“The combination of physical damages and business-interruption costs have quickly aggregated into direct economic losses well into the billions of dollars,” Steve Bowen, a senior scientist at Aon’s forecasting unit, said in a statement. He said this is the costliest year for “winter weather peril” since 2011.

Read more: http://www.bloomberg.com/news/2014-02-06/u-s-freeze-costs-3-5-billion-including-travel-delays.html

Treasury to Sell Record Amount of Bills as Debt Pact Expires

The U.S. Treasury Department will auction a record amount of three- and six-month bills next week, giving it greater flexibility after tomorrow’s expiration of an agreement that suspended the nation’s debt limit.

The U.S. will sell $42 billion in three-month bills and $42 billion in six-month securities at its weekly auction on Feb. 10. The three-month offering is $14 billion more than the previous week, while the six-month is $22 billion higher. Treasury will also auction $50 billion of 72-day cash-management bills the same day.

Congress and President Barack Obama agreed in October to suspend the debt limit until tomorrow as part of an agreement to end a 16-day partial government shutdown. Under the agreement, Treasury was effectively required not to have a cash balance as of tomorrow that exceeded the balance on the date of the pact, according to Stone & McCarthy Research Associates. Treasury is now free to issue as much debt as it wants until extraordinary measures used to create room until the limit are exhausted.

“The rule forced them into a position where their cash balances are smaller at a time when they have to pay out a lot in tax returns,” said Thomas Simons, a government-debt economist in New York at Jefferies LLC, one of 21 primary dealers that are required to bid at Treasury auctions. “The Treasury has a significant need for cash. Its prudent planning to have a lot of cash on hand.”

Rates Rise

Secretary Jacob J. Lew said that the U.S. expects to run out of borrowing capacity by the end of February. The Treasury uses so-called extraordinary measures, or accounting maneuvers, to stay under the ceiling. Lew said some measures that the Treasury has previously used to remain under the debt limit aren’t available this time.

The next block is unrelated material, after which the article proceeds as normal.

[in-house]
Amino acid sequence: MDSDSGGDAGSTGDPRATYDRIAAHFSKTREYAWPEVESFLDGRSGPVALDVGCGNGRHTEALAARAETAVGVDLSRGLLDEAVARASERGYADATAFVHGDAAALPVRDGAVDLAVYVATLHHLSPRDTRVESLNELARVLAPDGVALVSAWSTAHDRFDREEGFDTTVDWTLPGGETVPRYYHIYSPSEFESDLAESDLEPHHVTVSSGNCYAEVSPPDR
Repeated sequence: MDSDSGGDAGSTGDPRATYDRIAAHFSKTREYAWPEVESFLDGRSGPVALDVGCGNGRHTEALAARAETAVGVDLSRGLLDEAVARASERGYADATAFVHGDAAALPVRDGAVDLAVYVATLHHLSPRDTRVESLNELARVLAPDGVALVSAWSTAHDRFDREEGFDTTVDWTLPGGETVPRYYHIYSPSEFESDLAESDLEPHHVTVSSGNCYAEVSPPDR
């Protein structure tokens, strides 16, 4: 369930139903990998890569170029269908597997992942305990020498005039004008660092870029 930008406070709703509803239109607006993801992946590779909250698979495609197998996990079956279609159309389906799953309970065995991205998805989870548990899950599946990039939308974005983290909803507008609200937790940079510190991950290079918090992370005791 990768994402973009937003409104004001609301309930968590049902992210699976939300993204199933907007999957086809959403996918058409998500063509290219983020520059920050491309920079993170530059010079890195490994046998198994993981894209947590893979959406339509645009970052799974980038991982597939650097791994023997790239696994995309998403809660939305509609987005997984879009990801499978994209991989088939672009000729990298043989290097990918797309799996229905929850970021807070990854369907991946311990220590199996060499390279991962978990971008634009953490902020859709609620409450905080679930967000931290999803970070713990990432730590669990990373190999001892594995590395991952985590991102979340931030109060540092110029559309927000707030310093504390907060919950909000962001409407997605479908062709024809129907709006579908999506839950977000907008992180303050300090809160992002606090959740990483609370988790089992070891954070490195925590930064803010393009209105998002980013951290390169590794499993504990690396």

Trade Gap Shrank in 2013 as U.S. Fuel Exports Climbed: Economy

The U.S. trade deficit in 2013 was the smallest since 2009, even as it ticked up at year’s end, as rising fuel exports and falling imports propelled the world’s biggest economy further toward energy independence.

The gap narrowed to $471.5 billion last year, the lowest since 2009, from $534.7 billion in 2012, figures from the Commerce Department showed today in Washington. The balance on petroleum products shrank 20.2 percent, also the biggest decline in four years.

Foreign sales went beyond fuel as demand for American-produced foods, capital equipment, autos and consumer goods all climbed to records in 2013, evidence of the rebound in global demand that will probably keep driving exports this year. Another report showing claims for jobless benefits dropped last week points to a healing in the U.S. labor market that will help boost consumer spending, ensuring imports also grow.

“The trade deficit will continue to narrow a bit over the course of 2014, mostly thanks to a smaller petroleum trade deficit,” said Ryan Wang, an economist at HSBC Securities USA Inc. in New York and the second-best trade forecaster over the past two years, according to data compiled by Bloomberg. “We’ll see another year of moderate growth.”